STOTT and Classical Pilates – What’s the Difference?
Bern Pilates is a fully equipped STOTT Pilates studio in New Bern, NC, and our clients often ask us about the differences between the many methods of Pilates that exist today. While there are several different methods being practiced, for our purposes here, we will focus on STOTT Pilates versus Classical Pilates. Although each derives from Joseph Pilates’ original method which he brought to America in 1923, there are some subtle but important differences between the two.
To begin with, let’s review exactly what Pilates is. Joe’s fundamental belief was that to possess optimal physical health, one must be in a state of excellent mental health, and vice versa, which is why the Pilates method is both a physical and mental workout. His method focuses on correct physical alignment, control, breathing, flowing movement, and concentration. In fact, Pilates originally called his method Contrology, the science of control, and defined it as a way to thoroughly unite the body, mind and spirit.
In the practice of Pilates, movements focus on technique and control over repetition. Pilates believed that the core was the “powerhouse” of the body; thus, the core is generally the main focus of most Pilates movements. The core encompasses everything from your abdominal muscles to your back muscles to your pelvic floor.
Since the Pilates method was developed in Germany in the early 20th century, there have been almost 100 years of research and modification to the technique. Many Pilates purists believe that it should still be taught without variation or modification, just as Joe Pilates himself taught it. Others, such as Moira Stott take a different approach. Stott, as well as other proponents of a modernized version of Pilates still adhere to the basic principles of the method which include breathing, concentration and fluidity of movement.
STOTT Pilates is a contemporary version of the Classical Pilates method. Moira Stott and Lindsay Merrithew worked with a team of physical therapists and sports medicine and fitness professionals spent years refining the Classical method to incorporate the modern principles of exercise science and spinal rehabilitation. STOTT Pilates is one of the safest and most effective methods available, and it is regularly used for rehab and prenatal clients, athletes and dancers. Both STOTT and Classical Pilates teach precise and controlled movements. It is the sequencing of exercises, the postural alignment, and the addition of props are the major differences between the two methods.
In general, STOTT Pilates encourages a more neutral position of the axial skeleton, allowing the muscles to lie evenly on both sides of the body, thus leading to balance between the agonist and antagonist and between strength and flexibility. Classical Pilates often emphasizes an imprinted position Both methods, of course, must take into account the physical ability of the student. Every movement, every concept, every variation can be manipulated to suit the particular individual.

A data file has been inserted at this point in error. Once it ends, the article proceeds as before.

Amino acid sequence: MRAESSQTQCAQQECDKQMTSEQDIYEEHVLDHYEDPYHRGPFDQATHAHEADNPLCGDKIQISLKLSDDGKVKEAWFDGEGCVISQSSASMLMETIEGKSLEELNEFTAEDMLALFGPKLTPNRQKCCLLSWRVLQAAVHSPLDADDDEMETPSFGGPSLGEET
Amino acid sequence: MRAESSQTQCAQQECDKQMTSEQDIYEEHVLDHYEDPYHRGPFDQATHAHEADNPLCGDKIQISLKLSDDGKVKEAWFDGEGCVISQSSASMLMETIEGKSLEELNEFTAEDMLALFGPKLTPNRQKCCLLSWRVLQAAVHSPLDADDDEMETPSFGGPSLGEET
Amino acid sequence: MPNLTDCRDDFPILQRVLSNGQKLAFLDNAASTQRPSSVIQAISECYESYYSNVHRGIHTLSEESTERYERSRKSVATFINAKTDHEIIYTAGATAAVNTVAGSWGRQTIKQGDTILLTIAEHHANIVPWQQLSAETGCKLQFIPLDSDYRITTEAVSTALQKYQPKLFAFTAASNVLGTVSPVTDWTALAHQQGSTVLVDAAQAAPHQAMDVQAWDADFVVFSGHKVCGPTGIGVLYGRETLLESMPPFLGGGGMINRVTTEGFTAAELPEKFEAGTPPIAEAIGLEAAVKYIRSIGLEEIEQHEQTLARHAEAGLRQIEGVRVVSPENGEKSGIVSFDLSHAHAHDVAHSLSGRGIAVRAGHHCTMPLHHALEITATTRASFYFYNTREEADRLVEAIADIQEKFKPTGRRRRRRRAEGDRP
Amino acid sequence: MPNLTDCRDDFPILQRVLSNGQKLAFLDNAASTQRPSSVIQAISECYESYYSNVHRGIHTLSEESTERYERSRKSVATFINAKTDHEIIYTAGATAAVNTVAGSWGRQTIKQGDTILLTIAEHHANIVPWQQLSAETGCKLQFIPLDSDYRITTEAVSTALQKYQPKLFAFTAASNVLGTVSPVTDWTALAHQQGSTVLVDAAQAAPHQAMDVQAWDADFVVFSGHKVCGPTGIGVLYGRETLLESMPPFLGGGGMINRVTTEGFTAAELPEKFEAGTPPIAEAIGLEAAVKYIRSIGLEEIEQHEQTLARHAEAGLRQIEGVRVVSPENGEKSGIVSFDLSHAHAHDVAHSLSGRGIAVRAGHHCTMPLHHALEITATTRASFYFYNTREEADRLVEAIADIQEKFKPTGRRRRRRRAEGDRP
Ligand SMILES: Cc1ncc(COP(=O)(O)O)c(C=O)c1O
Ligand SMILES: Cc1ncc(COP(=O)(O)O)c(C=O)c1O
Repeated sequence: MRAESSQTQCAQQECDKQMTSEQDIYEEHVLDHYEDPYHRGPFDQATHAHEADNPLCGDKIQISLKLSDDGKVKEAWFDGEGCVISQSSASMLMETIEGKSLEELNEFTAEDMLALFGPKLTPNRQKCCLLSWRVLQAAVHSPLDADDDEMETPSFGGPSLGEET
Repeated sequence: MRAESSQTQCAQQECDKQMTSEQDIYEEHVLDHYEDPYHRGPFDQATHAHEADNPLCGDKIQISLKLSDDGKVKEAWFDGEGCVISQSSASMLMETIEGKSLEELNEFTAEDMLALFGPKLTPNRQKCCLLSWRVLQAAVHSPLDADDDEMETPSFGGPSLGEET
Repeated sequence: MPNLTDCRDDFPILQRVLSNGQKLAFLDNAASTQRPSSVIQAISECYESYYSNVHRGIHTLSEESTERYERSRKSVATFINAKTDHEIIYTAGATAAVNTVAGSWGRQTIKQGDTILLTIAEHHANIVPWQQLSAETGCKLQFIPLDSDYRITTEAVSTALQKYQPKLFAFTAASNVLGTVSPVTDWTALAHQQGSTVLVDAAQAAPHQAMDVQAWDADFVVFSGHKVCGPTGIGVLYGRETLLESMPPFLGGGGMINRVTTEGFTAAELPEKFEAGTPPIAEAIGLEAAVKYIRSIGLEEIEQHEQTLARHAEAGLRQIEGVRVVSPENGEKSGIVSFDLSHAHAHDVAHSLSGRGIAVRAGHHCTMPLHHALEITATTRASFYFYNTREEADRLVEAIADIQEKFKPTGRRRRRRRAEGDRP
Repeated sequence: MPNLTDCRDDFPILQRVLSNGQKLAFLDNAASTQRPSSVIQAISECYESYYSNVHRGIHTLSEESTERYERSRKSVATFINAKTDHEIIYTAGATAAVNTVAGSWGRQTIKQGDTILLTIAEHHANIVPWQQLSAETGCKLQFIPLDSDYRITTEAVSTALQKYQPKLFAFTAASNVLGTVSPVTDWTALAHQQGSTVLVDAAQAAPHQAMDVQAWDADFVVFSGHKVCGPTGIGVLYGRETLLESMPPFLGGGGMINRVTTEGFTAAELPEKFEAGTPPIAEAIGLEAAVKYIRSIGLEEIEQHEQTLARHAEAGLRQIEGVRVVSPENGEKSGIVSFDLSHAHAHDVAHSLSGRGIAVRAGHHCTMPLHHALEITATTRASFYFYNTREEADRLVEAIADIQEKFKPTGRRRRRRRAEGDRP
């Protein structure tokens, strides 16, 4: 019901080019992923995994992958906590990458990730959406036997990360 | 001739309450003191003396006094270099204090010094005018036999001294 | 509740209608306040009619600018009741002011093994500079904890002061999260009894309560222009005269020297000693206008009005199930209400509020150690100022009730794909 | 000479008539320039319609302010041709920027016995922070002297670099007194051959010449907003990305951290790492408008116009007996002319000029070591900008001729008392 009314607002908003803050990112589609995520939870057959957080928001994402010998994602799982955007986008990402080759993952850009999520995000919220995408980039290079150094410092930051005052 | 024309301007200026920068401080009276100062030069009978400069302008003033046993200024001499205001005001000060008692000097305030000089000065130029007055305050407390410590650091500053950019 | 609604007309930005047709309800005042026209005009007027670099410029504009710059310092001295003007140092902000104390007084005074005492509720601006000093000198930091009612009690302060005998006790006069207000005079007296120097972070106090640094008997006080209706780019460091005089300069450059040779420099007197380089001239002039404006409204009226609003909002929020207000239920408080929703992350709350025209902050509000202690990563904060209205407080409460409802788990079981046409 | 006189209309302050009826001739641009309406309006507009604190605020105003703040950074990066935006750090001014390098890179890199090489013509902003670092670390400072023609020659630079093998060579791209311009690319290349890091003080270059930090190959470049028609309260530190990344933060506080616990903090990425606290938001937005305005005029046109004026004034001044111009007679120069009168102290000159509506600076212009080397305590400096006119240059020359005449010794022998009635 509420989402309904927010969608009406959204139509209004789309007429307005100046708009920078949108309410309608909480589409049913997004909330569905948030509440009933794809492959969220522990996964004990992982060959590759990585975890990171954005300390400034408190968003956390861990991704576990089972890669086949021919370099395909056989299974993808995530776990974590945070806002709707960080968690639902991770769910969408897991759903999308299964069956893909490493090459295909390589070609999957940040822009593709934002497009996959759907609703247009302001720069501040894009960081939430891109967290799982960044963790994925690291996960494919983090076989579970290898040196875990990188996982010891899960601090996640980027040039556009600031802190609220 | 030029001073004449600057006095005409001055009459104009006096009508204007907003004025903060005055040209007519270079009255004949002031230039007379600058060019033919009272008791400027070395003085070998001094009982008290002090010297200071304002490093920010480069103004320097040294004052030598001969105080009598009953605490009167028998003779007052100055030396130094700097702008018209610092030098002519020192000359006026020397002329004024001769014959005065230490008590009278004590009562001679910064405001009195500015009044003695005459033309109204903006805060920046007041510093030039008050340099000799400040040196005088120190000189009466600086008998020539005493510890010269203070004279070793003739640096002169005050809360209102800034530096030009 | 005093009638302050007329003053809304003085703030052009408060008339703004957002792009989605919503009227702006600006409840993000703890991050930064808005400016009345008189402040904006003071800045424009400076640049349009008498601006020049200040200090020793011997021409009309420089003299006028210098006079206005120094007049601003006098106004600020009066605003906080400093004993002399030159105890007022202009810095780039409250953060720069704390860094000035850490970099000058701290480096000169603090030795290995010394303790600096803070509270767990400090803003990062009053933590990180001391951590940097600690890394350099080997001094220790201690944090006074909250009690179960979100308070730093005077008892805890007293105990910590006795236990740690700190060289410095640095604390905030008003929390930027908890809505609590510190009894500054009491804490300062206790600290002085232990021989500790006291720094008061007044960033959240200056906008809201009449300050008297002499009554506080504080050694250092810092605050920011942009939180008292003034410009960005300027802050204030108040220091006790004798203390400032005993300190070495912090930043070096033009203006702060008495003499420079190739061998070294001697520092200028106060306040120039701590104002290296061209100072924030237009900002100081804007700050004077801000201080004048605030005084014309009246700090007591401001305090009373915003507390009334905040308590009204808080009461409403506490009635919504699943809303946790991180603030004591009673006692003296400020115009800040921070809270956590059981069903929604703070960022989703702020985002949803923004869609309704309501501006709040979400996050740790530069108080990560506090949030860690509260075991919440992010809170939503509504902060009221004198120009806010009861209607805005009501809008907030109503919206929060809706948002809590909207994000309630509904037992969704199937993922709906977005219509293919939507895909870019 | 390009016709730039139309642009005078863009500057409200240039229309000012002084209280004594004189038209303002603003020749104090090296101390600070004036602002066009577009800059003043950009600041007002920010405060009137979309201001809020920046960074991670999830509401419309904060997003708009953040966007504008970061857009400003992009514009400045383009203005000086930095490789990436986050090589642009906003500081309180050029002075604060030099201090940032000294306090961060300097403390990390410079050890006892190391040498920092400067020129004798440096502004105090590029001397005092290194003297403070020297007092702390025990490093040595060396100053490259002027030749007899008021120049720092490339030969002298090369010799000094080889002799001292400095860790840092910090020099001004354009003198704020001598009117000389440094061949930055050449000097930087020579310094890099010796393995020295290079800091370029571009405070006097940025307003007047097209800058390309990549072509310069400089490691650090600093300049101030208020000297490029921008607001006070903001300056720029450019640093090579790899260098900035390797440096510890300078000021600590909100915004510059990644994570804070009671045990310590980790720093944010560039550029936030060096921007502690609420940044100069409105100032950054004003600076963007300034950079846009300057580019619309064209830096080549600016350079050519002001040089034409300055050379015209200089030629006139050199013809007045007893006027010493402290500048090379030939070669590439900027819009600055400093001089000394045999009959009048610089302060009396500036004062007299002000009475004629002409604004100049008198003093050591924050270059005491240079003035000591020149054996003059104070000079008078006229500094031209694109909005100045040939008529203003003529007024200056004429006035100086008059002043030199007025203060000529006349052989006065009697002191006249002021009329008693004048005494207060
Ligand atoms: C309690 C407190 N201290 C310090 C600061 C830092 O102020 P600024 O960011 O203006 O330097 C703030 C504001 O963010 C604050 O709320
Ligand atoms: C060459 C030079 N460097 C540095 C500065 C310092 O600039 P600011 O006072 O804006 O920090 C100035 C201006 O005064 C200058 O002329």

STOTT Pilates often incorporates many different props – everybody’s favorite magic ring, weights, bands – to enhance the exercises during practice. While Classical Pilates does not use these tools, one reason may be that they weren’t available to Joe when he was developing the method. If he were practicing Pilates today, he may very well be using them himself because, of course, he wanted to give students the best possible training and most benefit from their own practice.
Both the STOTT and Classical Pilates methods have strict qualifications for instructors. Both methods require candidates to apprentice with a certified instructor from their respective methods. For a time, there were only a limited number of Classical Pilates instructors in North America. Candidates had to travel to New York City to complete their certification. In the meantime, Stott forged an affiliation with IDEA Health & Fitness Association and other fitness professionals, and potential certification candidates were able to learn about the technique and bring the method to all parts of the globe. As such, Stott is at least partially responsible for the growing popularity of the Pilates method.
Most current methods of Pilates, including STOTT, have studied the Pilates method to adapt it to evolve with the changes in the way that humans live their lives and the progressions made in research. The bottom line is that no matter the version of the Pilates Method, it should focus on the abilities of the student, not the method itself. The ultimate goal of any Pilates practice is to strengthen the core, create full body control and flexibility by performing low repetitions of a sequence of exercises that will strengthen the muscles, and create a strong mind, body connection to achieve optimal physical and mental health.
(sources: www.livestrong.com, www.pilatespal.com, www.ipilatesperth.com.au)